I decided to take a chance at Spadra creek on day 2 which started badly. When I got to the ramp it was raining pretty hard and  I backed my truck down to the water and was untying the kayak and let go of it for just a second and my kayak slid out of the truck so without thinking I jumped in the water after it. So as day 2 I started out soaked from the waist down – I was cold and miserable. I was cheered up when on my second cast I caught my first fish of the day. It was a bit of a struggle to take photos in the rain and had to renew my identifier once. I fished a long bluff close to the railroad bridge casting as close to the bluff as possible and worked the bluff all the way down and trolled back and went past the ramp where I launched. I continued down the bank stopping to fish what little shade I could find and any cover. I caught my last fish of the day around noon and was also my biggest of the tourney. I ended up quitting fishing around 2:00 and then got on Facebook to see if i could get any info on who was in what place. I saw a post from earlier that morning that showed me in second and I had caught fish since it was posted so i had a good feeling about my position. Then I dropped my yak off at home and headed to the final weigh in. My goal was to finish in the top half of the field. I never thought I’d even finish top 10, let alone second place. All of my keepers on day 1 and 2 came from the same square bill. Had a great time competing against some of the best in the state.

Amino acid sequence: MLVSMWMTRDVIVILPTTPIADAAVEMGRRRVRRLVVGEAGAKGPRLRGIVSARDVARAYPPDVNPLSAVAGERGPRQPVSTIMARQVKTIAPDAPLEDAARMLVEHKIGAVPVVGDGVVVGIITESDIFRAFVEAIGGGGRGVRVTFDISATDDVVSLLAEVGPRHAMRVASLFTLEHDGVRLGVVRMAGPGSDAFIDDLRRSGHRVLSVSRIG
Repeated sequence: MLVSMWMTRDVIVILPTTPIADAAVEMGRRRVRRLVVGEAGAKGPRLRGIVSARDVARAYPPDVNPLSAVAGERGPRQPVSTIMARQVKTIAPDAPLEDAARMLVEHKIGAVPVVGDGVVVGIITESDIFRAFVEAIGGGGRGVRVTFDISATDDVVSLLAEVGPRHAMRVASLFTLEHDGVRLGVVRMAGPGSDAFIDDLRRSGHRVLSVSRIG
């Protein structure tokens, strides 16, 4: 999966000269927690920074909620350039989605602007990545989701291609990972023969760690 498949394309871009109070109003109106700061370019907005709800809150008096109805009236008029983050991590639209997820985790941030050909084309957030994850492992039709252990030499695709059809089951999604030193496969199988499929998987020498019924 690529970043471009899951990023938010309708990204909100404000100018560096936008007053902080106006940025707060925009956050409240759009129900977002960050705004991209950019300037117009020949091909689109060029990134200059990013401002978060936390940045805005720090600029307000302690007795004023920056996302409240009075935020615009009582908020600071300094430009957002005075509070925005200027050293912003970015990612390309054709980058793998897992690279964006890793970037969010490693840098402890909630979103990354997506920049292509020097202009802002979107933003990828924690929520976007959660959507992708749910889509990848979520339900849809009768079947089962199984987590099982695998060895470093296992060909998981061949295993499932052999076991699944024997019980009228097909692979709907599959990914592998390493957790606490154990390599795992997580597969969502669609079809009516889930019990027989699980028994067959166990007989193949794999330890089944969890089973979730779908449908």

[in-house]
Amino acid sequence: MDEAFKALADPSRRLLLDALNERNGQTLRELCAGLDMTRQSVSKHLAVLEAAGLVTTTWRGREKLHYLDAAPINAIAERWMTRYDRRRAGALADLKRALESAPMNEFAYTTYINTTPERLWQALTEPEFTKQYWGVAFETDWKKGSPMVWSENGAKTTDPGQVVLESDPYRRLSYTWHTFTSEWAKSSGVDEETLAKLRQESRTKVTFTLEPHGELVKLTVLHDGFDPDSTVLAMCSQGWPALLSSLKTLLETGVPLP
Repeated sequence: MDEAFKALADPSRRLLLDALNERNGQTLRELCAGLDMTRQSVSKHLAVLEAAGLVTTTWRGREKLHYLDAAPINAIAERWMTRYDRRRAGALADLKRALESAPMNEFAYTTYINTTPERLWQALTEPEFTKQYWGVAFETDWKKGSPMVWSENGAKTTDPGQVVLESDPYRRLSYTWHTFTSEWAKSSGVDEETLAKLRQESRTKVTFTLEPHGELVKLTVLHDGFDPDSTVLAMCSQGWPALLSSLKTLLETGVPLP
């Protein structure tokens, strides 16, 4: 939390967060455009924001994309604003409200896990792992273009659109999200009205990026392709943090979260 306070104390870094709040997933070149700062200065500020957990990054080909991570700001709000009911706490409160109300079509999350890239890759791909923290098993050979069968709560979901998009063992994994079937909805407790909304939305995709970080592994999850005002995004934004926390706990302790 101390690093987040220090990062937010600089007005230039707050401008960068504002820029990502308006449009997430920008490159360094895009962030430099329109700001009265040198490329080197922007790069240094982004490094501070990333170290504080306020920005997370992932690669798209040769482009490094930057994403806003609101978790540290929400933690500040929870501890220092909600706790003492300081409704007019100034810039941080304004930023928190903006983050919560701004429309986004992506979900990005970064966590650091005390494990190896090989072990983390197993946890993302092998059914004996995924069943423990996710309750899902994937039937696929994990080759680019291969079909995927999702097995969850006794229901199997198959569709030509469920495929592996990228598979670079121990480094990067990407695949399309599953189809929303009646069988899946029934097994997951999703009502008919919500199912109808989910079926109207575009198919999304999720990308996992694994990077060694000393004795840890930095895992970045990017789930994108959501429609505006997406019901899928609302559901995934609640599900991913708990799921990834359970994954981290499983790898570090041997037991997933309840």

Eli Powers – 1st Place 168.75″